Within the past several years the gasoline engine carburetor has been largely replaced with intake manifold gasoline injector systems in many engine applications. Most of these prior art gasoline injector systems inject the fuel at constant pressure and control the fuel quantity by controlling the time duration of injection. An electronic controller, responsive to engine intake air flow rate and engine speed sensors, adjusts time duration of fuel injection so as to maintain the desired overall air to fuel ratio created in the intake manifold. The electronic controller can be additionally responsive to engine exhaust gas composition sensors which provide a feedback control to more closely adjust fuel injection duration, and hence overall air to fuel ratio, for minimum emission of undesirable exhaust gas constituents. This capability of using a feedback control from the exhaust is a principal reason why carburetor fuel systems were replaced with fuel injector systems, since it is difficult to properly introduce feedback control into a carburetor system.

A particular benefit of typical carburetor fuel systems is that the instantaneous rate of fuel flow is roughly proportional to the instantaneous rate of air flow. As a result, during each engine intake stroke, regions of excessively lean air to fuel ratio and other regions of excessively rich air to fuel ratio can be largely avoided and a roughly uniform instantaneous air to fuel ratio is created in each intake mixture charge going into each engine cylinder.

Present gasoline injector systems tend to create both excessively rich air fuel mixture regions and excessively lean air fuel mixture regions since the instantaneous rate of fuel flow is not proportioned to the instantaneous rate of air flow into the engine intake manifold. While fuel injection is taking place an over rich region is created, and, after injection ceases an over lean region is created during each engine intake stroke. The over rich region and the over lean region survive compression, in large part, and their subsequent combustion creates undesirable emission components characteristic of both over lean operation and over rich operation even though the overall air fuel ratio is neither over rich nor over lean.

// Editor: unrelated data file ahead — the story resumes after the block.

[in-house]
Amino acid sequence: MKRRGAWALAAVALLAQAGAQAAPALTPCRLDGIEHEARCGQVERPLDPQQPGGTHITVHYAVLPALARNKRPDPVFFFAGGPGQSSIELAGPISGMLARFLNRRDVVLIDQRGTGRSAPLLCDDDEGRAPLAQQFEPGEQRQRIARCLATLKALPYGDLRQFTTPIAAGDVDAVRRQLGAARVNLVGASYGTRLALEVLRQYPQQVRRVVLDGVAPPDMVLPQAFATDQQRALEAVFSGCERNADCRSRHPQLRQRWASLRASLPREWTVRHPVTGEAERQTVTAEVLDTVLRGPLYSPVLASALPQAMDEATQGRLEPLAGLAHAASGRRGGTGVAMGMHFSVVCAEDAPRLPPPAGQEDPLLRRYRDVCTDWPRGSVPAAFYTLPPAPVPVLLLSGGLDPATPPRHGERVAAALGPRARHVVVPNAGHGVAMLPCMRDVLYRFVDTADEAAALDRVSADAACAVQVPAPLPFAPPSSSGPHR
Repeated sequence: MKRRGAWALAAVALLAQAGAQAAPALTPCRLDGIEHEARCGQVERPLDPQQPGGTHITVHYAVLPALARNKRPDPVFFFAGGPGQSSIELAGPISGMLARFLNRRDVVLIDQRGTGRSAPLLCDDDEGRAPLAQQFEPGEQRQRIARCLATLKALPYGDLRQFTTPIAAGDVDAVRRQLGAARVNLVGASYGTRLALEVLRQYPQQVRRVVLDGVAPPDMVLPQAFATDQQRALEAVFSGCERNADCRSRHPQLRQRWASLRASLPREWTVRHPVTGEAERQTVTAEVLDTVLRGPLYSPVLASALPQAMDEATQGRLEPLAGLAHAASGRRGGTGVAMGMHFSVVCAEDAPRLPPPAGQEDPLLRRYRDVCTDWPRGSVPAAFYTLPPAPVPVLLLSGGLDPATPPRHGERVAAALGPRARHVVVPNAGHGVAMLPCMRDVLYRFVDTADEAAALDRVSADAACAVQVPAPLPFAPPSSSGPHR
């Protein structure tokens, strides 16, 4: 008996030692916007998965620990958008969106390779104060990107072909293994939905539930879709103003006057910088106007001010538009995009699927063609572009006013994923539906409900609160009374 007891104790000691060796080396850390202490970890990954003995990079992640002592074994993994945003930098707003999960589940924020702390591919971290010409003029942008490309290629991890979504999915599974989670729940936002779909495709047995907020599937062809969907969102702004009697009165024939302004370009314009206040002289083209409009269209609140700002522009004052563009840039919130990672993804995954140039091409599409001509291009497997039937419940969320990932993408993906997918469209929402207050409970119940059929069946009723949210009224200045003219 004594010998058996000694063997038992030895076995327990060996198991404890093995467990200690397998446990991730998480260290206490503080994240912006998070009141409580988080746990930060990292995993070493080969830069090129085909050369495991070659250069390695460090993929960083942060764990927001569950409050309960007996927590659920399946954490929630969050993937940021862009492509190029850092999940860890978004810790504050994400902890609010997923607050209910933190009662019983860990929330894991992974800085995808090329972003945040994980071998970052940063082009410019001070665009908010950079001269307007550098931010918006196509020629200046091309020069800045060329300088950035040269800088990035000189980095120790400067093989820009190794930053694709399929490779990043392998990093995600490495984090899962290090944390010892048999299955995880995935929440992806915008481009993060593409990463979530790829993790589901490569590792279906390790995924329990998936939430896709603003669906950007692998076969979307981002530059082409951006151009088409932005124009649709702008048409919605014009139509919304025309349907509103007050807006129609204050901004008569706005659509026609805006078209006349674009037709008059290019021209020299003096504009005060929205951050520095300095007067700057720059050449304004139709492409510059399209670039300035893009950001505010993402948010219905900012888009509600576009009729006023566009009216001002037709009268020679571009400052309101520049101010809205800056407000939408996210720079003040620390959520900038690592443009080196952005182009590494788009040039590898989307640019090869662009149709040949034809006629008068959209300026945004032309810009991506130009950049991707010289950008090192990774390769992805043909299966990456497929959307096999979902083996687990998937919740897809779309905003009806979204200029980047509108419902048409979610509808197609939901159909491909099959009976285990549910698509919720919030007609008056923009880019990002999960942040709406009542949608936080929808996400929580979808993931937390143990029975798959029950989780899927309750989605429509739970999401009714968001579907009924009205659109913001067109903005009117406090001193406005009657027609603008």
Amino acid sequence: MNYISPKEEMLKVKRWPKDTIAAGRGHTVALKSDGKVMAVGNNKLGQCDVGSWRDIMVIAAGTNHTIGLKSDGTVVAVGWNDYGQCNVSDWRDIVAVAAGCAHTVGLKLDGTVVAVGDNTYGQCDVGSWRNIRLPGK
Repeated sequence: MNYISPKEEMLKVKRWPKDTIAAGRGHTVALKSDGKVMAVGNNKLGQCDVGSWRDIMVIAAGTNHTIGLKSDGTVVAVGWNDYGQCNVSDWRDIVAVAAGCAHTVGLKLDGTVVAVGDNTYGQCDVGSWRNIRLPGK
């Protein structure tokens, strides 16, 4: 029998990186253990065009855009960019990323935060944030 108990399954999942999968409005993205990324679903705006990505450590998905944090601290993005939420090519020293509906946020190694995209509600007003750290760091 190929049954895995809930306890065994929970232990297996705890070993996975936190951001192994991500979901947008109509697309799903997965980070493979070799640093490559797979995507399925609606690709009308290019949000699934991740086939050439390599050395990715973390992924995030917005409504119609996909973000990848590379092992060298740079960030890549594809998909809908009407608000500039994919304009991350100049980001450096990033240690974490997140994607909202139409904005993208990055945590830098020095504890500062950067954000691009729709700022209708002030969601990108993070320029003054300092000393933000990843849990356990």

A principal undesirable exhaust emission from over lean mixtures is oxides of nitrogen, whereas from over rich mixtures carbon monoxide and unburned hydrocarbons are among the undesirable exhaust emissions. Between these over lean mixtures and over rich mixtures a rather narrow "window" of mixture ratios exists where net emissions of both types of undesirable exhaust constituents can be minimized. Yet, even when the overall mixture ratio of an engine lies within this narrow "window," excess emissions may occur if this overall mixture is non uniform and stratified, as when present gasoline injector systems are used which create both over lean regions and over rich regions within each air fuel mixture charge going into each engine cylinder.

It would be very beneficial to have available a gasoline fuel injection system, capable of proportioning instantaneous fuel flow rate to instantaneous air flow rate so that a uniform mixture ratio existed, and lying within the minimum net emissions window, for each air fuel mixture charge going into each engine cylinder. Yet further reductions of undesirable exhaust emissions could be achieved in this way.

3. Definitions of Internal Combustion Engines

The devices of this invention are intended to be used with a four stroke cycle internal combustion engine mechanism, comprising various elements as are well known in the prior art of internal combustion engines, of which the following elements connect to or cooperate with the devices of this invention:

A. Pistons operate within cylinders, and are driven from a rotating crankshaft, via a connecting rod, to vary the volume of a variable volume chamber enclosed between the cylinder walls and the piston crown.

B. Intake valves, at least one for each cylinder, connect and disconnect the variable volume chamber to and from an intake air supply manifold.

C. Exhaust valves, at least one for each cylinder, connect and disconnect the variable volume chamber to and from an exhaust gas manifold.

D. These intake and exhaust valves are opened and closed by a valve drive means driven in turn from the engine crankshaft so that each engine cylinder carries out a four stroke cycle which is repeated. This four stroke cycle comprises, in time order: an air intake stroke whenever the piston is moving to increase the volume of the variable volume chamber and the intake valve is open and the exhaust valve is closed; a compression stroke whenever the piston is moving to decrease the volume of the variable volume chamber and both intake and exhaust valves are closed; an expansion stroke whenever the piston is moving to increase the volume of the variable volume chamber and both intake and exhaust valves are closed; an exhaust stroke whenever the piston is moving to decrease the volume of the variable volume chamber and the exhaust valve is open and the intake valve is closed.

E. A fuel supply source supplies fuel to the engine and this fuel is mixed into the intake air in the intake manifold.